Recently, the term SDGs is popping up everywhere in phrases such as “initiatives for achieving SDGs,” “contributions to SDGs,” and so on. Even those of you who don’t know what SDGs are have surely seen these phrases, although you may not have taken special notice. The color-wheel badge that businessmen, politicians and so on are sporting on their jacket lapels is the main SDGs logo.
SDGs is the abbreviation for Sustainable Development Goals and is pronounced as S-D-Gs, and is often interpreted as “goals for passing on this beautiful earth to future generations.” These SDGs were adopted at the United Nations summit in 2005. However, there is an enterprise in Miyagi Prefecture which for more than 50 years has been carrying out research and development towards the goal of “realizing a society that recycles regional resources.” Their environmental symbiosis plant, called a Hazaka Plant, uses the power of bacteria to rapidly ferment and break down organic waste matter. The company has been awarded various patents both domestically and globally, and its symbiosis plants are held in high regard in business and political circles. Over the years, president and plant developer Masaru Hazaka has unquestionably experienced countless days filled with effort and hardship. However, he never speaks of the plant as his own invention nor puts on airs, humbly stating “it is all thanks to the people of long ago, it’s what Japanese have been cultivating since ancient times. There’s nothing important or amazing about me”. We paid a visit to Mr. Hazaka, who represents bonsai fanciers of Japan and serves as the president of the Nihon Houjukai.
1/2: Japan’s achievement during the Edo Period
Returning waste matter to soil in the right way
In the latter half of the 19th century, terrible odors emanated from the Thames River flowing east to west in London. At that time, flush toilets had started to become popular, with the waste water being pumped directly into the Thames. Households without flush toilets threw the waste accumulated in bedpans down water channels or into the river, while unmannered people living on upper floors threw it down to the street from their windows. The situation was the same in neighboring Paris. In Japan, this time equates with the Edo Period (1603-1868). What were things like in towns then? Mr. Hazaka is emphatic in his reply.
“Since ancient times, Japanese have bowed their heads before eating, saying ‘I gratefully receive this meal,’ and ‘Thank you for this food’ after completing each meal. They verbally express gratitude when receiving the life of animals and plants—nature’s bounty. There’s no equivalent phrase for ‘I gratefully receive this meal’ in English, is there? I mean, no set phrase that expresses our gratitude toward nature. In Japan we came to use a cyclic system where we properly return waste matter to soil, which is then used to produce more life, and the whole process starts again. “This concept of properly returning waste matter to soil is nature’s providence and is the most important basis for a resource recycling society. But nothing in the teachings of any school or religion, be it Buddhism, Islam, Christianity, or other, tells us how to manage waste. And in recent years, as culture and the economy have developed, our lifestyles have become richer and more convenient; we have started throwing things away and stopped recycling resources.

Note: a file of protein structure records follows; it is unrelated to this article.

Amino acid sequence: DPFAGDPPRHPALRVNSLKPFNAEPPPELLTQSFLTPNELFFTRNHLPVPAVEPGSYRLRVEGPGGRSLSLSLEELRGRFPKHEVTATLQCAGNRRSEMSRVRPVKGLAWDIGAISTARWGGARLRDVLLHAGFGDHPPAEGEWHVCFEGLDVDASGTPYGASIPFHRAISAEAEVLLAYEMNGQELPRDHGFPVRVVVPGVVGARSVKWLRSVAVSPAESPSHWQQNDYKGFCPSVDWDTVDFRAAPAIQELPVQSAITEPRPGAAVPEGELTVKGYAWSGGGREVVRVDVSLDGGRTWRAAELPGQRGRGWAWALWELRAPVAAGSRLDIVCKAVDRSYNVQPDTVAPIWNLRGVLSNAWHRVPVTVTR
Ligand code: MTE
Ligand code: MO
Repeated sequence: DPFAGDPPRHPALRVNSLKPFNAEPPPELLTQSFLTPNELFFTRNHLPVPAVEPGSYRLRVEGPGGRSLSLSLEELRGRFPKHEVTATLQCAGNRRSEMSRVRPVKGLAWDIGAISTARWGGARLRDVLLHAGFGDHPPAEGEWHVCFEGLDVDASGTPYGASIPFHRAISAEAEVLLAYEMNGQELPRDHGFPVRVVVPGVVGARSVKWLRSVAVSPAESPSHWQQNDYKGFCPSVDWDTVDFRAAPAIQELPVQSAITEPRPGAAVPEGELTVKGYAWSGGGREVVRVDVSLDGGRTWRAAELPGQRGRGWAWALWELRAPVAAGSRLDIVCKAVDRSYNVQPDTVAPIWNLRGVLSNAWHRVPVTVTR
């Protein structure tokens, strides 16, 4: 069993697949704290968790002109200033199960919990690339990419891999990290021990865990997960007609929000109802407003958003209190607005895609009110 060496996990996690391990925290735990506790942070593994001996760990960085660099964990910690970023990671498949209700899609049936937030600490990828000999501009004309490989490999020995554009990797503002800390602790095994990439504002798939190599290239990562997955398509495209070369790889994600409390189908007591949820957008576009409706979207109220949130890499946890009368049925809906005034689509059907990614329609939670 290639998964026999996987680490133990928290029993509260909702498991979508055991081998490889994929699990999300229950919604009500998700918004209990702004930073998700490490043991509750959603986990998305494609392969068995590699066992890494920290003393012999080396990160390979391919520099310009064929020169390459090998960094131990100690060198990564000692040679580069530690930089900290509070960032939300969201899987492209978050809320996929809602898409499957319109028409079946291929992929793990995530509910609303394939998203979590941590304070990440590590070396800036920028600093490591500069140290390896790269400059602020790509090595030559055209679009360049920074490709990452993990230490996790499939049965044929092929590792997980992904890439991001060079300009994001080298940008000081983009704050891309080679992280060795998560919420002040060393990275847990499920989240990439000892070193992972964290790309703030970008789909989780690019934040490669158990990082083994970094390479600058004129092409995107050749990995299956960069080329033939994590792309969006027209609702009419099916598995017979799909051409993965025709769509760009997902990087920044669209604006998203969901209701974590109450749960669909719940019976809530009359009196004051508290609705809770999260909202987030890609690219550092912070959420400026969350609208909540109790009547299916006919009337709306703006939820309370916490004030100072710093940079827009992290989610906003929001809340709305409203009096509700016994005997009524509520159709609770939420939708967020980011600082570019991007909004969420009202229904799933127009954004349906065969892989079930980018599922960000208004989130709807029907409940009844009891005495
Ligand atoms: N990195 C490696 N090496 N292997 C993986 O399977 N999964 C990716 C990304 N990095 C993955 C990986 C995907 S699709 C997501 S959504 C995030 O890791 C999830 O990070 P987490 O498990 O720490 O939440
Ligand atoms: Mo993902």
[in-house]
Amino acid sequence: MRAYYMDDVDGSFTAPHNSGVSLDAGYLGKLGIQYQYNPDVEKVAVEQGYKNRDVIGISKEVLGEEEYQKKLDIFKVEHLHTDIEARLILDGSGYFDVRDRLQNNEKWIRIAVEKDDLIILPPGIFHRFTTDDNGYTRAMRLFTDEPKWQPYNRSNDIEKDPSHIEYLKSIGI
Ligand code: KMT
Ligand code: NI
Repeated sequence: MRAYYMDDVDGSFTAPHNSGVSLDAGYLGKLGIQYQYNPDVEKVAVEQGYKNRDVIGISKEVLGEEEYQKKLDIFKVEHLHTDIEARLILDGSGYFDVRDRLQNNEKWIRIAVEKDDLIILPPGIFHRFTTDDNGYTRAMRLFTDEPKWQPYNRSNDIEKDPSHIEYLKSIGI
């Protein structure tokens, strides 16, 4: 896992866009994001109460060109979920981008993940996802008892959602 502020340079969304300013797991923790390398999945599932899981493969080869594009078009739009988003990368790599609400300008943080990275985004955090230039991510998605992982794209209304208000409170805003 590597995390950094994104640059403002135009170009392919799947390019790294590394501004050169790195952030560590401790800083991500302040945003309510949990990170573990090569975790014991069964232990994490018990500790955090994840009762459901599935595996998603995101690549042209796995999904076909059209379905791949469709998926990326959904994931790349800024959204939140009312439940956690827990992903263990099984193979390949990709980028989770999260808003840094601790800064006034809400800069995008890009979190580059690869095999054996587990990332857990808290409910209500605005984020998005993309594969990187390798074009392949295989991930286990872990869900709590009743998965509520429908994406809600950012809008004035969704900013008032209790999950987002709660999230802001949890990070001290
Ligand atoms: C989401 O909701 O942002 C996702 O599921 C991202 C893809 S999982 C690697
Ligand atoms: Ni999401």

“In Japan, waste matter was initially used for fertilizer commercially during the Kamakura Period (1185-1333). By the 1600s, the shogunate issued government ordinances on the separating, collection, transport and disposal of rubbish, and in particular, excreta (night soil) was called ‘chemical fertilizer’ and put into circulation to enrich regional agricultural land and increase agricultural productivity. Although this concept of recycling in Japan was non-existent elsewhere, it was hygienic and resulted in a society that recycled its regional resources. During this same period, Europe was under siege from the plague, cholera and other contagious diseases, yet there was little spread of such illnesses in Japan. One could say this is how Tokyo went on to become a major city with a population of more than one million.”
Not burning, but returning completely composted waste to the soil
Using the knowledge of these forebears and lessons learned from nature as a base, Mr. Hazaka developed Japan’s first high speed composting process facility, Hazaka Plant, in 1976. In the natural world, it takes years to recycle organic waste back as a resource, but with the help of bacteria, the Hazaka Plant can completely transform waste into compost in only 25 days.
“Did eczema or hayfever exist in the olden days?” Mr. Hazaka asks. “No, they didn’t. So why do we have them now? It is because we burned and killed all the bacteria that protect humans. Did you know how many waste incineration facilities there are in Japan? According to Waste Management in Japan, a white paper prepared by the Ministry of the Environment (published 2017), the government alone manages 1103 incineration facilities. Compared with other foreign countries, this is an extraordinarily high number. Rather than burning everything, we need to work seriously to create a system that recycles resources–just like we did back in the 1600s.”
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Born in Miyagi Prefecture. Developed Hazaka Plant in 1976 and established Kennan Eisei Kogyo as an independent business. In 1981, Kennan Eisei Kogyo Co., Ltd. was incorporated with Hazaka as its CEO. He began working with bonsai around 50 years ago and is also president of the Nihon HoujuKai.